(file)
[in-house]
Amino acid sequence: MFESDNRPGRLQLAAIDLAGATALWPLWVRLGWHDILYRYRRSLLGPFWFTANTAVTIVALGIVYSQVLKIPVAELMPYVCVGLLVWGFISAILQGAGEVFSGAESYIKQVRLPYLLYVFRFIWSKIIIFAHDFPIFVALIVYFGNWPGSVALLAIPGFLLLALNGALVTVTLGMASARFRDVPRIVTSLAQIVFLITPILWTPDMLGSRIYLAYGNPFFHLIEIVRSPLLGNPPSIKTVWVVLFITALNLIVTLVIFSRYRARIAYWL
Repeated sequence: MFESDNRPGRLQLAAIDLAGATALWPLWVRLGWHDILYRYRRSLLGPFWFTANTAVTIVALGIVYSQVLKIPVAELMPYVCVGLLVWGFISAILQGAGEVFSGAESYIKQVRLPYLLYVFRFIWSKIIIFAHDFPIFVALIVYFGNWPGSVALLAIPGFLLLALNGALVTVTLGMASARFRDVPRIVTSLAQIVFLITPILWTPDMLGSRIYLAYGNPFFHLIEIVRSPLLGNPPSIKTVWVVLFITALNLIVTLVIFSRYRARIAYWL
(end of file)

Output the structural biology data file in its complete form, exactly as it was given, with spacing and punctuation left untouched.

[in-house]
Amino acid sequence: MFESDNRPGRLQLAAIDLAGATALWPLWVRLGWHDILYRYRRSLLGPFWFTANTAVTIVALGIVYSQVLKIPVAELMPYVCVGLLVWGFISAILQGAGEVFSGAESYIKQVRLPYLLYVFRFIWSKIIIFAHDFPIFVALIVYFGNWPGSVALLAIPGFLLLALNGALVTVTLGMASARFRDVPRIVTSLAQIVFLITPILWTPDMLGSRIYLAYGNPFFHLIEIVRSPLLGNPPSIKTVWVVLFITALNLIVTLVIFSRYRARIAYWL
Repeated sequence: MFESDNRPGRLQLAAIDLAGATALWPLWVRLGWHDILYRYRRSLLGPFWFTANTAVTIVALGIVYSQVLKIPVAELMPYVCVGLLVWGFISAILQGAGEVFSGAESYIKQVRLPYLLYVFRFIWSKIIIFAHDFPIFVALIVYFGNWPGSVALLAIPGFLLLALNGALVTVTLGMASARFRDVPRIVTSLAQIVFLITPILWTPDMLGSRIYLAYGNPFFHLIEIVRSPLLGNPPSIKTVWVVLFITALNLIVTLVIFSRYRARIAYWL